Now that we’ve gotten the scary stuff out of the way, rest assured that if you have left the gas stove on for 20-30 minutes, you will most likely be just fine.

Gas naturally has no odor but thankfully, industrial professionals know this and have found a way to combat it.

Both natural gas and propane have an added chemical called mercaptan. It is completely harmless and is solely there to make the gas detectable by odor. It is what gives gas that distinct spoiled egg smell.

Since carbon monoxide is a byproduct of incomplete combustion, there’s no way to add an odor to it beforehand. The best form of defense is a carbon monoxide detector installed in your home and near your gas-fueled appliances.

So simply use your nose to detect the gas and check your carbon monoxide levels to determine how much has built up. Always err on the side of caution if you are unsure.

What to Do If You Accidentally Left Gas Stove On Without Flame

Don’t fret if you notice your flame has gone out or that it never ignited. You can easily remedy the problem and prevent any health risks.

Shut Off the Stove

This may seem obvious, but it needs to be said. Simply opening a window to air out your kitchen isn’t going to fix the problem unless you cut off the source.

You may have been working on that pasta sauce for a few hours, but your safety is more important than your food right now.

Don’t Turn Anything On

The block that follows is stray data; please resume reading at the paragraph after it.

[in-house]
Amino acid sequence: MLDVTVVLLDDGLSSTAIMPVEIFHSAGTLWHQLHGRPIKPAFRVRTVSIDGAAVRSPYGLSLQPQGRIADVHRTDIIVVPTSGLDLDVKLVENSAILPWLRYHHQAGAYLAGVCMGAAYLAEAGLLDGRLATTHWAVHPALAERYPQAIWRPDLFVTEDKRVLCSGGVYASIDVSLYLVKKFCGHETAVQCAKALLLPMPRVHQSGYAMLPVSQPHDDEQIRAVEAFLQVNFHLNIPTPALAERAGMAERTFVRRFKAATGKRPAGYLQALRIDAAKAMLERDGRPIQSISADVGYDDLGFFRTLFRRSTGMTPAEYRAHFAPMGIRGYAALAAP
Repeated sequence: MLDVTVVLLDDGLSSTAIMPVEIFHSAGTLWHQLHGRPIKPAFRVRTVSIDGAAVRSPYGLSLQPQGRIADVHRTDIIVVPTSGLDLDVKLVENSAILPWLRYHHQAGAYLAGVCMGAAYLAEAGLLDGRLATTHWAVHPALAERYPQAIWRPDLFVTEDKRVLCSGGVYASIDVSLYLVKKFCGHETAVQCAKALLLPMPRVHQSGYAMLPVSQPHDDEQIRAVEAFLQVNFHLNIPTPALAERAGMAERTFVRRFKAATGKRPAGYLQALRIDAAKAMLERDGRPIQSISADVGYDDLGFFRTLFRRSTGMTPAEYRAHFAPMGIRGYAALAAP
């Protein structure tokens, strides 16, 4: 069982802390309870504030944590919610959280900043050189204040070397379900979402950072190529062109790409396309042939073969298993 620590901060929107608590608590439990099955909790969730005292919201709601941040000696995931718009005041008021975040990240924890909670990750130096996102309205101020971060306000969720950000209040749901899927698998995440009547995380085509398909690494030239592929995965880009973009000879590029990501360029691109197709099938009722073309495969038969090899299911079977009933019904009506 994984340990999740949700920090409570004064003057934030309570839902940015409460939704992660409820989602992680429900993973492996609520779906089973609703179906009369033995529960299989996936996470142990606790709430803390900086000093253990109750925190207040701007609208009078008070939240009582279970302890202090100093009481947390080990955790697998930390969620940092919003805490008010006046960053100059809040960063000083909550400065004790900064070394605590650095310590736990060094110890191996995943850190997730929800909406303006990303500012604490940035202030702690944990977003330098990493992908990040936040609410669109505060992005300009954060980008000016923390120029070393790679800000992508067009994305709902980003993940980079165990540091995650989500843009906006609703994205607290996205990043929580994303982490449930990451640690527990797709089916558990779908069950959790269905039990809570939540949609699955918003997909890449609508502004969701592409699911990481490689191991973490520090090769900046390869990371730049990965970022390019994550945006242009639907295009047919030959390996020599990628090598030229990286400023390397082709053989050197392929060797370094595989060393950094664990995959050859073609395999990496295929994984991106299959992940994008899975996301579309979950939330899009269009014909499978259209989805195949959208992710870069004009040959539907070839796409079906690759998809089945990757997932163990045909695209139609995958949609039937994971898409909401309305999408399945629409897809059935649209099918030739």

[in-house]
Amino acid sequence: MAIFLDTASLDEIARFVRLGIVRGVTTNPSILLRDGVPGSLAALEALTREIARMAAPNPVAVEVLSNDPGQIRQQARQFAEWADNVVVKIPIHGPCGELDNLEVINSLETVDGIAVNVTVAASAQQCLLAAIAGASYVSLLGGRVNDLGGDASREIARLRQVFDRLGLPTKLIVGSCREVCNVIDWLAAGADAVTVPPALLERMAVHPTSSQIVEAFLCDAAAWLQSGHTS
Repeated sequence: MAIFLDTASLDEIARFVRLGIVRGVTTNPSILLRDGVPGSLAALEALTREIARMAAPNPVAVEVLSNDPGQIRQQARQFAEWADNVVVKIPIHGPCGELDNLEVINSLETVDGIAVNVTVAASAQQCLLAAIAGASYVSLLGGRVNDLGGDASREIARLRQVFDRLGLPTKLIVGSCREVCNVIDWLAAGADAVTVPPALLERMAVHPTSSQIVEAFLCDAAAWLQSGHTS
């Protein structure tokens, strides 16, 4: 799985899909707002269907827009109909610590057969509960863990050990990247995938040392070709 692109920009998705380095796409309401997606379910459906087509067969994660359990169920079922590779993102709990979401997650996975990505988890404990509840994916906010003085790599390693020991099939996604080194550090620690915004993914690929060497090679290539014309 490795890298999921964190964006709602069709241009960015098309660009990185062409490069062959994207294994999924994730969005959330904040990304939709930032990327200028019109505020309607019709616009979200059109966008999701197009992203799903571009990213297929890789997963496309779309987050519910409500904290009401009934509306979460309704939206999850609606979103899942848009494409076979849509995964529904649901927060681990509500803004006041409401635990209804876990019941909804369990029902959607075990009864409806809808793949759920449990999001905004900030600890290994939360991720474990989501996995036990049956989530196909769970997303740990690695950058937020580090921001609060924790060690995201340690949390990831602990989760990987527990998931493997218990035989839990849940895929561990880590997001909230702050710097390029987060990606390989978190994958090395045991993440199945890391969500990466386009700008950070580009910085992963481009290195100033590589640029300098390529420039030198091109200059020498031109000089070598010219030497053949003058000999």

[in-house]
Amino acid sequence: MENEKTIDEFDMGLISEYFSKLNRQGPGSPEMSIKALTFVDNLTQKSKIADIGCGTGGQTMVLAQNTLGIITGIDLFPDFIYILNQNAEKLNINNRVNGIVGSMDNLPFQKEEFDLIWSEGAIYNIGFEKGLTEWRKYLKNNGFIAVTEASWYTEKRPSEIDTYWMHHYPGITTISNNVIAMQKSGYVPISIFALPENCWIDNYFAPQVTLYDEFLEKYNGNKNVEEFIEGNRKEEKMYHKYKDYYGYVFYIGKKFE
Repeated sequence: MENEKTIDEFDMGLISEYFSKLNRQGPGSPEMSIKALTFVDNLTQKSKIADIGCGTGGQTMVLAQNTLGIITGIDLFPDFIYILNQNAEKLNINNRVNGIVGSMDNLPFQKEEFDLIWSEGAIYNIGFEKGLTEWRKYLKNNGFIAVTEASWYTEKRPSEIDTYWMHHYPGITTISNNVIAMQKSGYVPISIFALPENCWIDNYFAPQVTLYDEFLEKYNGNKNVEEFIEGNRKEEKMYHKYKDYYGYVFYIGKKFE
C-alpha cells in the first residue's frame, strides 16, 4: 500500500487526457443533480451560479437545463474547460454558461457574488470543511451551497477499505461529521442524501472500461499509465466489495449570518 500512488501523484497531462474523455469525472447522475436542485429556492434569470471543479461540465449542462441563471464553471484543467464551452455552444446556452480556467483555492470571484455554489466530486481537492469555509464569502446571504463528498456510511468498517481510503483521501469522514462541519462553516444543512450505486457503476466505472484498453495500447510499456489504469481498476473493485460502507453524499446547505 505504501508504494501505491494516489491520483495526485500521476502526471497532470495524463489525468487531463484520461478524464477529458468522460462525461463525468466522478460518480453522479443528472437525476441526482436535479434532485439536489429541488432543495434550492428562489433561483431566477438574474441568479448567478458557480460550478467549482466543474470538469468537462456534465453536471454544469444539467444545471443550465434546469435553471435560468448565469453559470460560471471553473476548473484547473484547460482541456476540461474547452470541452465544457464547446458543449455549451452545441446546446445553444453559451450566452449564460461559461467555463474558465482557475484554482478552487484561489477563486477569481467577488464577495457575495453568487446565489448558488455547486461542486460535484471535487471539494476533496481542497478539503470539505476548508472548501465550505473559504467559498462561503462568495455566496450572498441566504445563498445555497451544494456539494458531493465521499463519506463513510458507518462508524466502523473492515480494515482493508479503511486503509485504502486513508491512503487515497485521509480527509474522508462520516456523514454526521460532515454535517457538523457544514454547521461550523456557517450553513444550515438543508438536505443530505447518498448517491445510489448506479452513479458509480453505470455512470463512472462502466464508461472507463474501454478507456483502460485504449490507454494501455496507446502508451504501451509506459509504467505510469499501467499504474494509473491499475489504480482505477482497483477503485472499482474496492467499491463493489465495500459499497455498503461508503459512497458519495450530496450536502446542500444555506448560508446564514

After you’ve shut your stove off, avoid plugging in any appliances (including a fan) or flipping any other electrical switches.

While it’s a small risk, there is the possibility that any electrical spark can cause the gas that has been leaking into the air to catch fire.

Additionally, if your garage is in close proximity to your kitchen, you should also avoid igniting your cars, since the spark plug of gasoline-powered cars can cause any built up gas to catch fire.

Air It Out

Open any windows and doors to allow the built-up gas to dissipate. Wondering how long to air out house after gas burner left on? This can take anywhere from 15 minutes to 2 hours, depending on the length of time the stove was on and the size of the room.

If you only left the gas stove on for 30 minutes, it shouldn’t take too long. But as mentioned before, err on the side of caution and give your room plenty of time to ventilate.

If you accidentally left gas stove on without flame overnight, it’ll naturally much take longer for the gas to dissipate, since the amount of gas already accumulated in your kitchen and spread across your house will be much more in quantity.

If you experience any adverse effects, seek medical attention immediately.

Final Thoughts

Accidents happen, but leaving the stove on by accident should be taken seriously. Even though you can patiently wait for the gas to dissipate and ventilate the room, you don’t want to take any chances when it comes to your health and safety.

When in doubt – air it out!

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About Brad Javernick

Brad is a licensed home inspector and the editor of Home Oomph. He's a massive DIYer, and loves to take on new home renovation projects!